Cloudflare is a service that protects many big name websites from “all manner of attacks” while providing optimal performance in web page serving. Key to its business are security, reliability and performance. The firm is impressive in its stature, serving more web traffic that Twitter, Amazon, Apple, Instagram, Bing, and Wikipedia combined and engaging with 10,000 new customers a day via its 118 data centres worldwide.
With the above responsibility in mind you won’t be surprised to hear that Cloudflare has put a lot of work into making sure its cryptography is top notch. What might be surprising is the way Cloudflare generates its random numbers that are both unpredictable and kept secret from any adversary – it uses LavaRand (via HardOCP).
Interestingly, LavaRand is on display for anyone who passes through the Cloudflare lobby at its HQ in San Francisco (pictured above). Despite being at the core of its random number generation LavaRand isn’t hidden away in some vault. Cloudflare uses images of the state of the wall of lava lamps as an additional source of entropy (like chaos, disorder or randomness) for its production machines generating keys to encrypt web traffic. Put simply, the images from the live video stream are turned into a “stream of random, unpredictable bytes”.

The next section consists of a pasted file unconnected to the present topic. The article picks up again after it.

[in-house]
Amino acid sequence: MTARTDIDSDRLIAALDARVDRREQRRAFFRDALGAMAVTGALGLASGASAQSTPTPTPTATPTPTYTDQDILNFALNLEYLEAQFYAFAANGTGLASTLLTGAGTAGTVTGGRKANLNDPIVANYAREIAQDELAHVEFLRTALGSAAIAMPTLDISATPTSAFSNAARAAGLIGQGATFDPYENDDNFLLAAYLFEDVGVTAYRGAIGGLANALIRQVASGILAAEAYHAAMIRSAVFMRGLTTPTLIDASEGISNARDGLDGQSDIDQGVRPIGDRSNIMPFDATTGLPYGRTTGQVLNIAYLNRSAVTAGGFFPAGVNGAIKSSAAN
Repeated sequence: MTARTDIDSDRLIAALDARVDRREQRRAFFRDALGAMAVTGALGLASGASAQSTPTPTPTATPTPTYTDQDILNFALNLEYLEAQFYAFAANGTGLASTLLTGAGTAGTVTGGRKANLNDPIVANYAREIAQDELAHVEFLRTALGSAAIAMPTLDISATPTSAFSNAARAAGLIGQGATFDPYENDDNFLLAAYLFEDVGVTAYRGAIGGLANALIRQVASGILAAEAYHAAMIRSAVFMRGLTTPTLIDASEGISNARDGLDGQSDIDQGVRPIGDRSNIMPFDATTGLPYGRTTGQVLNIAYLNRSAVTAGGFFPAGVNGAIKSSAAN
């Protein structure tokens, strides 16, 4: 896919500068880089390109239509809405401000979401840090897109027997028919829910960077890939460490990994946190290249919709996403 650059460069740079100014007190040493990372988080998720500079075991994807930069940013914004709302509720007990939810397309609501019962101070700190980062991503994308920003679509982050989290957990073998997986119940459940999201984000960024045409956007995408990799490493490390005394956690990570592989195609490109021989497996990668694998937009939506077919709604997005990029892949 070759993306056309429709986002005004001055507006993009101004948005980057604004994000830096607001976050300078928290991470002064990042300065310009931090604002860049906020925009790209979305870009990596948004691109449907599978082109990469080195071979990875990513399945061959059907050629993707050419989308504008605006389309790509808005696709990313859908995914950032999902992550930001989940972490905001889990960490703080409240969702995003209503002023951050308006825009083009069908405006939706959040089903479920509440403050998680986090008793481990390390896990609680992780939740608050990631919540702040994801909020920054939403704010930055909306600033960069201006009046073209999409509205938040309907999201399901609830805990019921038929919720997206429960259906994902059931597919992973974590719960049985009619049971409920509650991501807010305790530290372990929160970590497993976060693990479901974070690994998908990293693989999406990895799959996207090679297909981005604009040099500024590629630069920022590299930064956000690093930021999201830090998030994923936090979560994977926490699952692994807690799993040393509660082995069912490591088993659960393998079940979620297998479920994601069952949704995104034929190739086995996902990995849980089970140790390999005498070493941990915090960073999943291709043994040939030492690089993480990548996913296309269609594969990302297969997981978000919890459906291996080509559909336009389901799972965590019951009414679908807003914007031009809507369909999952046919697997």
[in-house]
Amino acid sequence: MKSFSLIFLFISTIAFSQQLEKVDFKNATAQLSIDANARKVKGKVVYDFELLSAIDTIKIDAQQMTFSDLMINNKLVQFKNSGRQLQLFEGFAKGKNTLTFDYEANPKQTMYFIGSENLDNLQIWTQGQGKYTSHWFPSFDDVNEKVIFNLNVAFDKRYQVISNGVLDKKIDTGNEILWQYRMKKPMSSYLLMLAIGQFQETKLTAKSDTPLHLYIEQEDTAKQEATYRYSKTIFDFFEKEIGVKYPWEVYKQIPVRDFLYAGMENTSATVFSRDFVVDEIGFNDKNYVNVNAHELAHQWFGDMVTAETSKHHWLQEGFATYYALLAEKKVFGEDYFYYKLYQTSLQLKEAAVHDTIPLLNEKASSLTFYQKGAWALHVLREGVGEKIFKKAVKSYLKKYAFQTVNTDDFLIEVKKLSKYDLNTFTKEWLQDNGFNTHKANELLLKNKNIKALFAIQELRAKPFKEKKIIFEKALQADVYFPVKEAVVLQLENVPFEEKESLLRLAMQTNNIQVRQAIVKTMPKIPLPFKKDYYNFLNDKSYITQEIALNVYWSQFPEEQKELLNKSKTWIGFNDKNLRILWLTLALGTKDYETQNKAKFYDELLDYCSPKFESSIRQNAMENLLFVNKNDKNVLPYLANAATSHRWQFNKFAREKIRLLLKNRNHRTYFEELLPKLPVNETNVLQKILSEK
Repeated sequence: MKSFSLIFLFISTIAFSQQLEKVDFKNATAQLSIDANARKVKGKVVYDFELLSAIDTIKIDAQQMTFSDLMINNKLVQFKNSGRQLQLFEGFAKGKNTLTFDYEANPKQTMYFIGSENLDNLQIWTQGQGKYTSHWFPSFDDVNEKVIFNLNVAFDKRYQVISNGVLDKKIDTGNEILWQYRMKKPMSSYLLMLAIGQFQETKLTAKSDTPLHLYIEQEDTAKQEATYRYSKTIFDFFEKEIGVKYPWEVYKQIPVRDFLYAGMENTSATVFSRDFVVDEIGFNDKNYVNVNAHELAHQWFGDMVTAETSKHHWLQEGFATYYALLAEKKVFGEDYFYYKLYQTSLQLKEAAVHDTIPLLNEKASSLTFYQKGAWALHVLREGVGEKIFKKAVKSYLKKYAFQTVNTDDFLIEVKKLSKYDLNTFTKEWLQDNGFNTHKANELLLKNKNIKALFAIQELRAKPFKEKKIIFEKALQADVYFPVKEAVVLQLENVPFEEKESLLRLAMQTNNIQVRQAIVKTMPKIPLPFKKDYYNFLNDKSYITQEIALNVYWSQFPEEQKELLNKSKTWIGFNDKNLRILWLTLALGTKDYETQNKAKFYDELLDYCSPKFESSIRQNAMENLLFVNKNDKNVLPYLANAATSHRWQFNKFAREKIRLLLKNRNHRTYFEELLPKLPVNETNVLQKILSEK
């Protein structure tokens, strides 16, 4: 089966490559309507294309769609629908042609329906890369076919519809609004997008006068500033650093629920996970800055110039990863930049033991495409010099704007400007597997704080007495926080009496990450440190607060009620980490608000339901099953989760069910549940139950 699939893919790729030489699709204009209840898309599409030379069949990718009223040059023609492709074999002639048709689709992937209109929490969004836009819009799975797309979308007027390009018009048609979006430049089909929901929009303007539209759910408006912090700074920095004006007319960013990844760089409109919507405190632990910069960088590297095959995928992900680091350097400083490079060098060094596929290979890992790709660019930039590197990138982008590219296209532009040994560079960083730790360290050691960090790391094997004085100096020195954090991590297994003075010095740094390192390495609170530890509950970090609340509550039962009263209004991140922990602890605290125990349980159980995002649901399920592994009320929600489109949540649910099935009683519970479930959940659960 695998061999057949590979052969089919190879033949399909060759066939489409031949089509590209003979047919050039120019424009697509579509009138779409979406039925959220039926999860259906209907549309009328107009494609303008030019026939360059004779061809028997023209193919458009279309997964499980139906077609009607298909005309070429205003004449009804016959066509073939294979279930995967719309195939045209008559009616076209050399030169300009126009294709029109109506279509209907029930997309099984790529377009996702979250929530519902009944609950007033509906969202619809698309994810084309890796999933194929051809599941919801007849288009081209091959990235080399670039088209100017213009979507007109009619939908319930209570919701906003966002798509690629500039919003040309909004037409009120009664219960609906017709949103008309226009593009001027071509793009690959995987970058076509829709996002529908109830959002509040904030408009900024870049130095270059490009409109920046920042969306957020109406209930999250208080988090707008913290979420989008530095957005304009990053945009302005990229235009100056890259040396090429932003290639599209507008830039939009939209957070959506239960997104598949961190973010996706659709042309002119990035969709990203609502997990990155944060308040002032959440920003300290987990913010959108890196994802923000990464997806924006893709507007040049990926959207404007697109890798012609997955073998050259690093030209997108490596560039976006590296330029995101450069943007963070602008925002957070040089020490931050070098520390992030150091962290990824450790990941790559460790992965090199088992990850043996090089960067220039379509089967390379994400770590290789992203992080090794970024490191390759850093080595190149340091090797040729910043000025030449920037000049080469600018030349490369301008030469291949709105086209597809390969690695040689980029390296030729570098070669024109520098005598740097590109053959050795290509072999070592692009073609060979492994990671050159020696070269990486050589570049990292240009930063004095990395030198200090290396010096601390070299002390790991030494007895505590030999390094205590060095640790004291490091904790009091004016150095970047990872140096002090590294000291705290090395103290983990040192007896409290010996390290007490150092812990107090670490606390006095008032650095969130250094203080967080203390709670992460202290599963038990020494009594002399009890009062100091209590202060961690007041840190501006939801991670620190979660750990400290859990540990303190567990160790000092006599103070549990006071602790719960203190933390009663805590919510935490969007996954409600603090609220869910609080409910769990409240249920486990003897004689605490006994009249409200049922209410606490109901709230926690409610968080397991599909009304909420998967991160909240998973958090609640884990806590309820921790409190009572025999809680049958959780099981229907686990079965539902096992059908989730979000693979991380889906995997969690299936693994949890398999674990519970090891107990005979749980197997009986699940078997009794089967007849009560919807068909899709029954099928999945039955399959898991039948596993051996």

Cloudflare has analysed possible threats to LavaRand, such as someone using their own camera to monitor the lamps, someone turning off all the lamps, and so on, but with all the other entropy sources in the Cloudflare system the only ‘fatal’ attack would be one where the attacker runs code on the production service which produces the final entropy feed. In summary, Cloudflare says that LavaRand is probably not necessary, due to the existing randomness sources in production, but it is there for visual office flair and a final hedge making Cloudflare even harder to hack.